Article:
13. 14.2 Interactions of Animal Viruses and Their Hosts • Step 6: Maturation • Cleavage of polycistronic polypeptides into subunits • HIV gp160 polypeptide is cleaved into its gp120 and gp41 mature polypeptides • This step is inhibited by the HIV protease inhibitors taken by HIV+ patients • Nucleic acids and capsid proteins spontaneously polymerize into nucleocapsid

    14. 14.2 Interactions of Animal Viruses and Their Hosts • Step 7: Release from cells • Some viruses rely upon cell lysis for release into the extracellular environment • Other viruses rely upon budding, whereby they exit from the cell, taking part of its membrane (viral envelope) • Budding occurs at the plasma membrane, ER or Golgi, depending on the viral species • If the rate of budding exceeds the rate of membrane synthesis, then the cell will die

    15. 14.2 Interactions of Animal Viruses and Their Hosts • Step 8: Shedding from the host • Viruses must leave the infected host to infect other hosts • Shedding can be a minor event (such as cold viruses) or a catastrophic event (such as hemorrhagic fever viruses) • Step 9: Transmission to other hosts • Transmission routes usually reflect the sites of infection for viruses (e.g., respiratory, GI, STD)

    16. 14.2 Interactions of Animal Viruses and Their Hosts • Persistent infections • Latent - periods of inactivation and activation (e.g., herpesviruses); usually limited pathology • Chronic - infectious virus can be detected for years or decades with little discernible pathology, but can eventually lead to disease (e.g., hepatitis B and C viruses) • Slow infections - short period of acute infection (weeks) followed by the apparent disappearance of virus for months or years, with pathology ensuing (e.g., HIV)

    17. 14.3 Viruses and Human Tumors • Tumor viruses drive cell proliferation • Several mechanisms account for this phenomenon • Viral oncogenes that stimulate cell proliferation • Viral DNA integrates adjacent to genes that drive cell division • Expression of the viral genes leads to aberrant expression of the cellular gene • Some viruses encode growth factors that stimulate cellular proliferation • Epstein-Barr virus encodes viral interleukin-10 that causes B cell proliferation, leading to Burkitt’s lymphoma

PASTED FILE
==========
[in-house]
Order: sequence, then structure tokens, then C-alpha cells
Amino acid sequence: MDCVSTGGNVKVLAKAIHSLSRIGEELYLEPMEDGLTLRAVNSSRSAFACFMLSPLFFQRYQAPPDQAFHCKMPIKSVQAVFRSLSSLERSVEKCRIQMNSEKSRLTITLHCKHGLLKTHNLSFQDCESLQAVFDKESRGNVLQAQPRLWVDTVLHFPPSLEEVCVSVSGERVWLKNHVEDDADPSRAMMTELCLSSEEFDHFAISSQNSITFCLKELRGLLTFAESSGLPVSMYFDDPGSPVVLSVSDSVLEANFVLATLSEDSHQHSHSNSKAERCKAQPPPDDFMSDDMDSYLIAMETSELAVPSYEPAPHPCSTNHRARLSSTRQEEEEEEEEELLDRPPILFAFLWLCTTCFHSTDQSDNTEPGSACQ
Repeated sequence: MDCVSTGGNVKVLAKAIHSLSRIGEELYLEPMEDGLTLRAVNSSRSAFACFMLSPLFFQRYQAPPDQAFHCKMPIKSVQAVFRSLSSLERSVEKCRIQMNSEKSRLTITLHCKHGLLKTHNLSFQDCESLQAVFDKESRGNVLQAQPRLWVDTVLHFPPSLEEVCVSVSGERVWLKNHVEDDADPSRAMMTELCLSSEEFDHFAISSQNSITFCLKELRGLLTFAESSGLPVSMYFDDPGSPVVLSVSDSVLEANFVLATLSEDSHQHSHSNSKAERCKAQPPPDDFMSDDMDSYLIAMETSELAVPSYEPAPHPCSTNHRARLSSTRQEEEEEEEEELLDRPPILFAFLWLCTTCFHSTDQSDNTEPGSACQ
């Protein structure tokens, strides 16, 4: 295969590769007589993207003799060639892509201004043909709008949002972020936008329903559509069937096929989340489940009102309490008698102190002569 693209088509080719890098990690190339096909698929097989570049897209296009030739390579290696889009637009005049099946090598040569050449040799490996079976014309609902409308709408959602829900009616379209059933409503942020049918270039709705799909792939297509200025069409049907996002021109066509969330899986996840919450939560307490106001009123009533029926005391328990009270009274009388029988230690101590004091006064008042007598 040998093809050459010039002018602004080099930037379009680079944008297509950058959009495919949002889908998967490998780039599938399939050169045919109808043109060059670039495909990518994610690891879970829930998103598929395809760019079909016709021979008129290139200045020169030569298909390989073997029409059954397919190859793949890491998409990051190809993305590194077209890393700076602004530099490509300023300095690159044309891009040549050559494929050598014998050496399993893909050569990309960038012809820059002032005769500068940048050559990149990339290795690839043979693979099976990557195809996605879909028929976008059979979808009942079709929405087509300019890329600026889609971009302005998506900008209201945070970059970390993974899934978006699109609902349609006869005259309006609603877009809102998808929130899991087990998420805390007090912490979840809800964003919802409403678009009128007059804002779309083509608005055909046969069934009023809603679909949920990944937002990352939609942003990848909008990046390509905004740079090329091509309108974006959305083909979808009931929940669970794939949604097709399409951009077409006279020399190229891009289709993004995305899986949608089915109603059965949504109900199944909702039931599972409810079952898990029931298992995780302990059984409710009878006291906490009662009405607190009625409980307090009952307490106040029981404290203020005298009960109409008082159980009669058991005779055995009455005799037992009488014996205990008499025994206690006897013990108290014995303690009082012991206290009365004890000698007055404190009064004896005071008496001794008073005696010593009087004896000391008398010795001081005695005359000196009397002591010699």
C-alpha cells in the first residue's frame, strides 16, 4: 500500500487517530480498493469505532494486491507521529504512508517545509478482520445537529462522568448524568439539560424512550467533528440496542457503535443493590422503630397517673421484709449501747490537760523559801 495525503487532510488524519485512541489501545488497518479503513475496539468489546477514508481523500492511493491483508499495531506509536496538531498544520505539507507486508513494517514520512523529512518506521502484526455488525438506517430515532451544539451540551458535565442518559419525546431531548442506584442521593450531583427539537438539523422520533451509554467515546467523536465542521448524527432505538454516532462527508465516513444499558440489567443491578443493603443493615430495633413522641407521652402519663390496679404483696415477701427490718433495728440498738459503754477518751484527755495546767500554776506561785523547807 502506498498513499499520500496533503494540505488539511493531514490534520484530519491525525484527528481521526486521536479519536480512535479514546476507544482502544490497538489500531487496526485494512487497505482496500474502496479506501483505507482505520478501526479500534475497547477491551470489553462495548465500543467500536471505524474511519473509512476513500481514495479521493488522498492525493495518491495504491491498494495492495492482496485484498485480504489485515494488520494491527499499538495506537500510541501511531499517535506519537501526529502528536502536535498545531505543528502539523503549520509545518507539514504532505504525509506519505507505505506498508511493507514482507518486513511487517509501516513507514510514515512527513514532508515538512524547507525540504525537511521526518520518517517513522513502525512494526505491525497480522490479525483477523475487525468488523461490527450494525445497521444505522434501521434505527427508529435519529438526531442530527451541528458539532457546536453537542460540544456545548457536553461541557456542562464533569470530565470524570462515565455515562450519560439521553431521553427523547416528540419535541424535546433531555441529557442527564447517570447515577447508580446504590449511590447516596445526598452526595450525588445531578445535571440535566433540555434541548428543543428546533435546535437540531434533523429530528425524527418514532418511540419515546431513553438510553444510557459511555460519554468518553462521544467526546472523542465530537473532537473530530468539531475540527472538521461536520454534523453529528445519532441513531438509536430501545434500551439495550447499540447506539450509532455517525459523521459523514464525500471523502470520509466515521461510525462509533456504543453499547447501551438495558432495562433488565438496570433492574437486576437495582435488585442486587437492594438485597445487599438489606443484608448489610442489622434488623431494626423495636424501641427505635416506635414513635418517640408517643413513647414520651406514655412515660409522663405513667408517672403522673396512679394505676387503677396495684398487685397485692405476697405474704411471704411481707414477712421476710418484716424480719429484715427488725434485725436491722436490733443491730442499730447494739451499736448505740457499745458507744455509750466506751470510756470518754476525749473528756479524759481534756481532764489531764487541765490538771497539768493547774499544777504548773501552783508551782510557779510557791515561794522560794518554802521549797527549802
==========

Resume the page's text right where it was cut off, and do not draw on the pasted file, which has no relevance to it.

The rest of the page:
18. 14.4 Viral Genetic Alterations • Segmented viruses contain multiple genetic elements that encode different genes • Influenza viruses are the best characterized of segmented viruses • The gene sequences of these segments within the same species can vary, thus provide genetic diversity • Coinfection of a cell with two or more different strains of a virus, such as influenza A viruses, can lead to the emergence of reassortant viruses that have distinct characteristics • The process is termed reassortment

    19. 14.4 Viral Genetic Alterations • Influenza A viruses have 8 gene segments that encode 10 polypeptides • Segment 1 (2,341 nt): PB2 • Segment 2 (2,341 nt): PB1 • Segment 3 (2,233 nt): PA • Segment 4 (1,778 nt): HA (hemagglutinin) - 16 known subtypes • Segment 5 (1,565 nt): NP • Segment 6 (1,413 nt): NA (neuraminidase) - 9 known subtypes • Segment 7 (1,027 nt): M1, M2 • Segment 8 (890 nt): NS1, NS2 The H5N1 influenza virus has subtype 5 HA segment and subtype 1 NA segment

    20. 14.5 Methods Used to Study Viruses • Cultivation of host cells • Embryonated chicken eggs • Must be susceptible to the virus • Two principal targets • Chorioallantoic fluid (CAF) • Embryo

    21. 14.5 Methods Used to Study Viruses • Cell culture • Cells must be susceptible to virus • Cells are grown attached to flasks in a monolayer • Cells are inoculated with virus • Within days, cytopathic effect (CPE) can be seen

    22. 14.7 Other Infectious Agents • Prions • Proteinaceous infectious particle • Cause spongiform encephalopathies • Characteristics • They contain no nucleic acids • They are a normal cellular protein (PrPc) that has misfoldedinto a pathogenic protein • The prion protein “replicates” itself by causing copies of the normal protein to misfold into the prion protein • Diseases • Creutzfeldt-Jakob (New Variant CJ from “mad” cows) • Kuru (religious consumption of brains from deceased) • Chronic wasting disease (elk, deer, moose)